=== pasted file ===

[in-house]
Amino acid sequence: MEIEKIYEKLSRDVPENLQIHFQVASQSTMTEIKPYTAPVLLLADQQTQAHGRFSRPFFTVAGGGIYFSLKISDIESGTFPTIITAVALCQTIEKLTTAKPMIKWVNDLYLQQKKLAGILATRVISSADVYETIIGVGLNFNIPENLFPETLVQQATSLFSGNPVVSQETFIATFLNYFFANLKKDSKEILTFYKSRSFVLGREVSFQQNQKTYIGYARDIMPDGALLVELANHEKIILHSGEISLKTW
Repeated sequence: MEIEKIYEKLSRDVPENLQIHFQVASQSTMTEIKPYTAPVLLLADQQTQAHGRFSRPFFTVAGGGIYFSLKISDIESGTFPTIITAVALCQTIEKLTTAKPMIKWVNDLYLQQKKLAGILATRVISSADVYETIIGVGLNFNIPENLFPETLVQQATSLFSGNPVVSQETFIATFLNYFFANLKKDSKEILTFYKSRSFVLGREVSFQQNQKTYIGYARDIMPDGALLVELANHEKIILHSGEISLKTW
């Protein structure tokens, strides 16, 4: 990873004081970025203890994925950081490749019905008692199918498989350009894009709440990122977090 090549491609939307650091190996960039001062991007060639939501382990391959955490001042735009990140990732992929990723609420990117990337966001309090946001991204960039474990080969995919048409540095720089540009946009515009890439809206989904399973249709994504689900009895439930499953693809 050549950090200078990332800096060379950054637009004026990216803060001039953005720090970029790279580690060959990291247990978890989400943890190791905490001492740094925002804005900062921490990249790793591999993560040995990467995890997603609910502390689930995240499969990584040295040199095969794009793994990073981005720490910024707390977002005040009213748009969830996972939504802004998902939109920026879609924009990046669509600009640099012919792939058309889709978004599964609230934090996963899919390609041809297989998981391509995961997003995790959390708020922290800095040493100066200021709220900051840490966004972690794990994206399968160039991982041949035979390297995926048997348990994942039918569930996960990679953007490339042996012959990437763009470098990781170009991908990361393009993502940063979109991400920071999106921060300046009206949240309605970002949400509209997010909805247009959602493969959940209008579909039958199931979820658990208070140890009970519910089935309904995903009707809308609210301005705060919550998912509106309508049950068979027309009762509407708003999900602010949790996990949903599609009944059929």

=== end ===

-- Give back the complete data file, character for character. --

[in-house]
Amino acid sequence: MEIEKIYEKLSRDVPENLQIHFQVASQSTMTEIKPYTAPVLLLADQQTQAHGRFSRPFFTVAGGGIYFSLKISDIESGTFPTIITAVALCQTIEKLTTAKPMIKWVNDLYLQQKKLAGILATRVISSADVYETIIGVGLNFNIPENLFPETLVQQATSLFSGNPVVSQETFIATFLNYFFANLKKDSKEILTFYKSRSFVLGREVSFQQNQKTYIGYARDIMPDGALLVELANHEKIILHSGEISLKTW
Repeated sequence: MEIEKIYEKLSRDVPENLQIHFQVASQSTMTEIKPYTAPVLLLADQQTQAHGRFSRPFFTVAGGGIYFSLKISDIESGTFPTIITAVALCQTIEKLTTAKPMIKWVNDLYLQQKKLAGILATRVISSADVYETIIGVGLNFNIPENLFPETLVQQATSLFSGNPVVSQETFIATFLNYFFANLKKDSKEILTFYKSRSFVLGREVSFQQNQKTYIGYARDIMPDGALLVELANHEKIILHSGEISLKTW
């Protein structure tokens, strides 16, 4: 990873004081970025203890994925950081490749019905008692199918498989350009894009709440990122977090 090549491609939307650091190996960039001062991007060639939501382990391959955490001042735009990140990732992929990723609420990117990337966001309090946001991204960039474990080969995919048409540095720089540009946009515009890439809206989904399973249709994504689900009895439930499953693809 050549950090200078990332800096060379950054637009004026990216803060001039953005720090970029790279580690060959990291247990978890989400943890190791905490001492740094925002804005900062921490990249790793591999993560040995990467995890997603609910502390689930995240499969990584040295040199095969794009793994990073981005720490910024707390977002005040009213748009969830996972939504802004998902939109920026879609924009990046669509600009640099012919792939058309889709978004599964609230934090996963899919390609041809297989998981391509995961997003995790959390708020922290800095040493100066200021709220900051840490966004972690794990994206399968160039991982041949035979390297995926048997348990994942039918569930996960990679953007490339042996012959990437763009470098990781170009991908990361393009993502940063979109991400920071999106921060300046009206949240309605970002949400509209997010909805247009959602493969959940209008579909039958199931979820658990208070140890009970519910089935309904995903009707809308609210301005705060919550998912509106309508049950068979027309009762509407708003999900602010949790996990949903599609009944059929």